Five Women Buried Alive – Media Ignore It

Five Women Buried Alive — and the Media Ignore It

Riane Eisler, Source AlterNet. September 6, 2008

Last month, the U.S. media were full of stories about the resignation of Pervez Musharraf as president of Pakistan. But another event that same week in Pakistan — that tribesmen buried five young women alive for wanting to choose their own husbands — got almost no coverage.

According to the Asian Human Rights Commission, the women’s “crime” was that they defied tribal elders and arranged marriages to men of their own choosing in a civil court. They were abducted at gunpoint by some men and dragged off to a remote field, where they were beaten, shot, thrown into a ditch, and then, while still breathing, smothered to death with rocks and mud.

Yet not even when a member of the Pakistani parliament, Israr Ullah Zehri, defended these barbaric killings as “century-old traditions” — when he said that killing women who defy male control by wanting to chose their own husbands is necessary to “stop obscenity” — was there international outrage.

Why is this? And why is there no international outrage about the fact that violence against women and female children is indeed a “century-old tradition”?


  • Every day, so-called “honor killings” of girls and women — often by members of their own families, and even when they are victims of rape — are unpunished, and even lauded, in Iran, Iraq, Saudi Arabia and other Middle Eastern nations.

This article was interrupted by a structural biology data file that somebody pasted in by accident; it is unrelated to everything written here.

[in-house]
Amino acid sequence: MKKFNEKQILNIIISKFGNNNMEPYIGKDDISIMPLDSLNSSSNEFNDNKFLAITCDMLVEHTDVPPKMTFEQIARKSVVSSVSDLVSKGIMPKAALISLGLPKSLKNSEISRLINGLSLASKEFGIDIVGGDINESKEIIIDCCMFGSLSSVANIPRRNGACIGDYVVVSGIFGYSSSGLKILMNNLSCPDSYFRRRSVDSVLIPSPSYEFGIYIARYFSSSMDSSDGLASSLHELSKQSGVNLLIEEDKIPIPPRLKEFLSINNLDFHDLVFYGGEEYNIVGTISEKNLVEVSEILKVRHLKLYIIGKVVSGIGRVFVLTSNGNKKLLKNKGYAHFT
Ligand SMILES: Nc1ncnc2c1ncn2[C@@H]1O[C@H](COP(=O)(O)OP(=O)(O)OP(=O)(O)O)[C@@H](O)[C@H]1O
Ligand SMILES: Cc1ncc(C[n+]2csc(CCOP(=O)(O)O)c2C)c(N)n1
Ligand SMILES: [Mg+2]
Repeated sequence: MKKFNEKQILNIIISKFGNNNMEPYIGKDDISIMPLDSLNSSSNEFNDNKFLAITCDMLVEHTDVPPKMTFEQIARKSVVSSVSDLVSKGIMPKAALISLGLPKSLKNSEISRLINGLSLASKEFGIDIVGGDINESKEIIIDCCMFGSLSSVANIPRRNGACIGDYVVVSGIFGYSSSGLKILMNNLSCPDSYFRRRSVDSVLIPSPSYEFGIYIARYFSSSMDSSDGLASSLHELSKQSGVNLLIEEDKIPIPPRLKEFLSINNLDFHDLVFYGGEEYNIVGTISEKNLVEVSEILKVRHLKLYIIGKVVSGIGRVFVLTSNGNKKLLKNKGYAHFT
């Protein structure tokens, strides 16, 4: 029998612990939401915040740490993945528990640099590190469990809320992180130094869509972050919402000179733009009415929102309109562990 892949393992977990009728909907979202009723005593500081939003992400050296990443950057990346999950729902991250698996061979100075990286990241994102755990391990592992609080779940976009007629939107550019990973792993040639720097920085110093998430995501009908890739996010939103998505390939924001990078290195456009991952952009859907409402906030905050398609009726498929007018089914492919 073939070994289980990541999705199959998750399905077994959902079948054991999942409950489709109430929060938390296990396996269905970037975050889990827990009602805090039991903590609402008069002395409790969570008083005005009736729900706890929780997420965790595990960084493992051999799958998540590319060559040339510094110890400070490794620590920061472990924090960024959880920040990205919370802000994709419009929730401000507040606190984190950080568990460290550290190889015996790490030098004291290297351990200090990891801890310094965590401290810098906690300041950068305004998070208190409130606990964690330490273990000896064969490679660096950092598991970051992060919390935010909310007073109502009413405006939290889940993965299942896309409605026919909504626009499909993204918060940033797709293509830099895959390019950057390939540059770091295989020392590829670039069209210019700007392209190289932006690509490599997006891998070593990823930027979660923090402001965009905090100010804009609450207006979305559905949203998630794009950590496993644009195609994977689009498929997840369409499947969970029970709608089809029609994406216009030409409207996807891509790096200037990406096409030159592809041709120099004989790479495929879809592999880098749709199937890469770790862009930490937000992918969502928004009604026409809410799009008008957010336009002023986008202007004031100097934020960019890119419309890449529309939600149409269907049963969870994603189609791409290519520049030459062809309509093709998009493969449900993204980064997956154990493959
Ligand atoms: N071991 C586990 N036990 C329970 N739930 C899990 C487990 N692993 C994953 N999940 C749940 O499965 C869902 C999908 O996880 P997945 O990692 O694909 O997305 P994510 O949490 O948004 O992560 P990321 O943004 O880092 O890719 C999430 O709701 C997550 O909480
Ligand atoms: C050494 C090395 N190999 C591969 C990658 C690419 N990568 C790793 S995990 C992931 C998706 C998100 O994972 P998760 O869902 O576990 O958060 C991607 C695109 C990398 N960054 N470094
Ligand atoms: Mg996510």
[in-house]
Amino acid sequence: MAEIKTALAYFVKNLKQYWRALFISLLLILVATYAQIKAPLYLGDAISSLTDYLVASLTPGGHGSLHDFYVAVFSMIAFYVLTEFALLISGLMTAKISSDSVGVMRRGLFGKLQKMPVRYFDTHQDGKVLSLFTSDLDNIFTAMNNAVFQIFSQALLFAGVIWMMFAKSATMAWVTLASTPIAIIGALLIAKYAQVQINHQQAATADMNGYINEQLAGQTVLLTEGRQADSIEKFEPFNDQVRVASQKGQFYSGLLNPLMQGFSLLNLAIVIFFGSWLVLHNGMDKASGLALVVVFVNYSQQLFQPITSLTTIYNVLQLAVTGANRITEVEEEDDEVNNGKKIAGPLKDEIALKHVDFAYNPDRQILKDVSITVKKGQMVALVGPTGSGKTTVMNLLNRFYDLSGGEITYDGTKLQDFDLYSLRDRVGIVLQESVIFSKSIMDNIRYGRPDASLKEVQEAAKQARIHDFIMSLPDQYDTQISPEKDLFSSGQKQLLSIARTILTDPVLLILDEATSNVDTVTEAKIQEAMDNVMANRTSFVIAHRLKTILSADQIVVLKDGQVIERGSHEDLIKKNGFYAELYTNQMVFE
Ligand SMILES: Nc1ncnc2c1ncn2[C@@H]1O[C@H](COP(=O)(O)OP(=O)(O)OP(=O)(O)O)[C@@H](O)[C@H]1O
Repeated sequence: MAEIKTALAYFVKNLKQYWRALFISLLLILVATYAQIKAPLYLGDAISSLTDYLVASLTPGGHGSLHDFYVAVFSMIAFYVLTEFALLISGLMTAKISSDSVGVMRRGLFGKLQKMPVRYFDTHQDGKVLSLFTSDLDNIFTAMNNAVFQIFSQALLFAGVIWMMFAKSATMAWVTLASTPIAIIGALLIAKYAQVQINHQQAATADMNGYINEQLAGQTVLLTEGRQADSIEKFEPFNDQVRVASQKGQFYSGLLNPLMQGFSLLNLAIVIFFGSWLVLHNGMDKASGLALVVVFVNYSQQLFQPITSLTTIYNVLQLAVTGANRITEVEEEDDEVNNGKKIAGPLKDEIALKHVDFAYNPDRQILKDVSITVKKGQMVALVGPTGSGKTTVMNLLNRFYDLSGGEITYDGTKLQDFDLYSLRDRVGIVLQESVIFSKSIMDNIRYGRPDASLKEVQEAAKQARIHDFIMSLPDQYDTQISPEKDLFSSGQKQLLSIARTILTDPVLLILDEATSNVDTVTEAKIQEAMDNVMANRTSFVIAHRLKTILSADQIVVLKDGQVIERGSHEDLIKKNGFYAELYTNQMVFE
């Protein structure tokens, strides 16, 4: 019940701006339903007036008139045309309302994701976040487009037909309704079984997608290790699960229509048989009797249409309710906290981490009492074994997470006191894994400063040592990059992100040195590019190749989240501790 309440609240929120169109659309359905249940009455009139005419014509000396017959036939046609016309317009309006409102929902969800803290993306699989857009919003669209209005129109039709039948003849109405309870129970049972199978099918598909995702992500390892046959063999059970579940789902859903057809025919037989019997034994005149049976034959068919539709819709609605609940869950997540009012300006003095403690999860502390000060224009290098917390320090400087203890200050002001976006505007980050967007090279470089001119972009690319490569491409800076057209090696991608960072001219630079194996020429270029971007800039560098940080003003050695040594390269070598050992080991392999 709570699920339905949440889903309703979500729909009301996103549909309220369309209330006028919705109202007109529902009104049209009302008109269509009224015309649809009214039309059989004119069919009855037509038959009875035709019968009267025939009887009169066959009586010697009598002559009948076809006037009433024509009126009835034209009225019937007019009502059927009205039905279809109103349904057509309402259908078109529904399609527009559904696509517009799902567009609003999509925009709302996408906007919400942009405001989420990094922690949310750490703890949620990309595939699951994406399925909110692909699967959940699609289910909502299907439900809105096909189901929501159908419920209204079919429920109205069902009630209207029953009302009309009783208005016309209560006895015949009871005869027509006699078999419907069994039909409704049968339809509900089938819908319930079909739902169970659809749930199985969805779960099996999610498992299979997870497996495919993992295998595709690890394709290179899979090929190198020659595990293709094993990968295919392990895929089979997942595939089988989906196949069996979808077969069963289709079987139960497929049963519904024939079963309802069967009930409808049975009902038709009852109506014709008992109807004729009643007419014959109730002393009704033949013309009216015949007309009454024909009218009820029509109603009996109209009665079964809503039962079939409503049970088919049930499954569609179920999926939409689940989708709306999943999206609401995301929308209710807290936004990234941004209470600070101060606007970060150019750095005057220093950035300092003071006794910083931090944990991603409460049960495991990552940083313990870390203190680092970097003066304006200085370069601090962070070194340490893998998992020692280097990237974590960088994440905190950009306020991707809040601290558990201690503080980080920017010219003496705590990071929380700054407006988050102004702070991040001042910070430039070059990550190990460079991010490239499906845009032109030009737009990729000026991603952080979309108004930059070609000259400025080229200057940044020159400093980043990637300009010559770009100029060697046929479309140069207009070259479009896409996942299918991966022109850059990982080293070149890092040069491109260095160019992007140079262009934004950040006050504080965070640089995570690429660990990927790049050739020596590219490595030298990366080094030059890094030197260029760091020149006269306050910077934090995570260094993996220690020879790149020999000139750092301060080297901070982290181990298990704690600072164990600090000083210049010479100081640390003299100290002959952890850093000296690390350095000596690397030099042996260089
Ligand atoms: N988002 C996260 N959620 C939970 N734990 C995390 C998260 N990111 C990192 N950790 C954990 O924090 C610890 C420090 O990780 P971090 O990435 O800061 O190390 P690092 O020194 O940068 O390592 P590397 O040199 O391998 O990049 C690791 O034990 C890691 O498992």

• In Africa and parts of Southeast Asia and the Middle East, each year an estimated 2 million girls are genitally mutilated — another “moral” tradition that not only kills but exacts a terrible lifelong toll of disease and sexual dysfunction from those who survive.  
  • In China and India, millions of baby girls have been killed or abandoned.  
  • Indeed, female infanticide, selective female malnutrition and medical neglect of girls, common in many world regions, can be so severe that, according to a U.N. Human Development Report, girls ages 2 to 4 die at nearly twice the rate of boys in India’s Punjab state.  
  • According to a World Health Organization report, 20 percent of women have suffered sexual abuse as children.  
  • According to another U.N. report, thousands of girl children are enslaved — often offered for sale by members of their own families — in the global sex industry.  
  • Even in these United States, more women are killed by their husbands or boyfriends than by automobile accidents.  
  • And domestic violence is the leading cause of injury to women, according to the U.S. Senate Committee on the Judiciary.


Neither reporters nor pundits find all this violence against girls and women worthy of attention — despite the U.S. media’s seeming obsession with mayhem and murder. Nor have the world’s religious leaders seen fit to speak out against this violence — despite the fact that they often say they are against violence.

It’s high time that we change the shameful fact that when it comes to barbarity against members of the female half of humanity, the silence of not only the press but also of political, religious and other leaders is almost deafening. Rest of story


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